What reasons can we come up with as to why labor unions didn’t form in the South at the same time as the North?
- Southern economy: the economy, as it had been since colonial days, was based primarily on agriculture and cash crops. The North on the other hand, had a more diverse economy with manufacturing centers and a higher concentration of laborers.
- Type of Labor: Who was primarily working in the fields and crop distribution centers in the South? Slaves. Slavery certainly was not the only labor involved, but it did instill a culture of labor designed around lack of freedoms for workers even after the Civil War and the abolition of slavery.
- Culture of Employment: Given the history of slavery in the South and the dependency of the economy on free labor, it is not too big of a stretch to conjecture that employers and landowners would continue similar practices of minimal rights for workers.
The South’s devastation from the Civil War and its agrarian economy both contributed to its delay to industrialize. Industries of various types such as textiles did develop in certain areas such as Charleston, South Carolina and Greensboro, NC, but often did not flourish in the South until after the Great Depression.
After the Civil War and the abolition of slavery, many newly freed blacks stayed in the South and were often tied to former plantations as sharecroppers. This kept many blacks in positions of debt to landowners – sometimes their former owners.
Sharecropping became the primary way of life for many in the South, black and white. Instead of moving or creating population centers with a diverse economy, much of the south continued to be an agrarian economy with a near-peasant workforce.
Other blacks and southerners migrated West to newly opened lands in Oklahoma, Texas, and to the North. This migration began to develop en masse during and following World War 1 when industrial labor gaps in the North in cities like Chicago offered an escape from the sharecroppers life.
Given the labor that was working as sharecroppers (former slaves) and Jim Crow laws, labor conditions were not ripe for a union. A culture that had existed for more than 150 years based on a hierarchical society and slave labor wasn’t going to reverse itself immediately. It wasn’t until the 1930’s that a group tried to bring fair conditions for sharecroppers, both black and white in the South.
The Southern Tenant Farmers Union was created to implement the AAA (Agriculture Adjustment Act – a New Deal policy) fairly for both landowners and sharecroppers in the South. Previous attempts to bring rights to sharecroppers were met with serious resistance and intimidation; threats that were mirrored in other industries when they developed in southern cities.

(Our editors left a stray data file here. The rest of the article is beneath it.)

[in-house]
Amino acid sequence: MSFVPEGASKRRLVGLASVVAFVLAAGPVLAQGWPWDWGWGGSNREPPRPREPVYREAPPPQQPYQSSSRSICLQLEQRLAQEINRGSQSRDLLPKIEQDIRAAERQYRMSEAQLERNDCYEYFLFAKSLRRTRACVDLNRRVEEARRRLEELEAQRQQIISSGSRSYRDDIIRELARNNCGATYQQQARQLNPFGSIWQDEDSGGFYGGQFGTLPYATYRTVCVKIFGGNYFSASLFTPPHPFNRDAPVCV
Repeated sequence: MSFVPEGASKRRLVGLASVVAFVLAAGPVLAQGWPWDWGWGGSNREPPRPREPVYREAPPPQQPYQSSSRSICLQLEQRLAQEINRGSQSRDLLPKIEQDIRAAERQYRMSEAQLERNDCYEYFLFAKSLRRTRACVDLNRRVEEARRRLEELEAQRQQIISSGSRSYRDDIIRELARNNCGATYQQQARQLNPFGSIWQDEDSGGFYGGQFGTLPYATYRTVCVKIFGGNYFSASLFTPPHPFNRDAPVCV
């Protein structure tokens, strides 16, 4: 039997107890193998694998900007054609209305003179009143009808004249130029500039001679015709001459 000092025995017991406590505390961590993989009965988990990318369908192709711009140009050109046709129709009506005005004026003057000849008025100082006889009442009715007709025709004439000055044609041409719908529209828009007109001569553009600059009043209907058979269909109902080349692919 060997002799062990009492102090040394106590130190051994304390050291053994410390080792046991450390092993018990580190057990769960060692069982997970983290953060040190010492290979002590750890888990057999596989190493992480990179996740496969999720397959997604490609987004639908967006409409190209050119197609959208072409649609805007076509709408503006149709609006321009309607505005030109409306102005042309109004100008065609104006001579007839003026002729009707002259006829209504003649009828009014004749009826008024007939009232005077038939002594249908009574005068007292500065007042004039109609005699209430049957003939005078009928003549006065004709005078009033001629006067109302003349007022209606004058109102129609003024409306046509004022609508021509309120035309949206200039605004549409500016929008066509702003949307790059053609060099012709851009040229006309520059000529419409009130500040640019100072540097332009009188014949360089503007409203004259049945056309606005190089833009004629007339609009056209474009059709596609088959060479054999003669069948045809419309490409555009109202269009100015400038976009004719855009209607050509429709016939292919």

The Factory in the South
As we mentioned earlier, industry was delayed in becoming part of the southern economy. When it did arrive, it often did so because of the lack of worker representation.
Many industries began to look to the South as a haven for doing business for two main factors: cheaper labor, and no established union “interference.” While unions had been instrumental in helping this country adopt fair labor standards and conditions into law in 1938 and help give workers a voice in their scheduling, pay, and free time, many businesses and companies considered them disruptive and politically dangerous.
To achieve many of labor’s gains, unions of course had to organize and strike – a process which of course delays production. Union victories often meant extra costs to employers, whether that meant higher wages or stricter implementation of safety standards. Employers expanding to the South would not find the same type of organized labor.
To avoid the complications and potential extra costs that came from worker representation, employers from the outset paid reasonable wages and sometimes provided decent worker housing and communities. While this did discourage unionization, eventually some southern factory workers became driven to organize. When they did, they sought out the powerful umbrella unions from the North. Both the AFL and CIO competed to be the union representation in certain plants.
As more and more industry moved South in the 20th century, unions never achieved high rates of membership. This certainly did not mean there were no efforts to organize or that interest was low. In a multitude of industries from textiles to mining to leather to aluminum, to meat processing to farming, unions throughout the South began to form. It often was an uphill process with many barriers, though.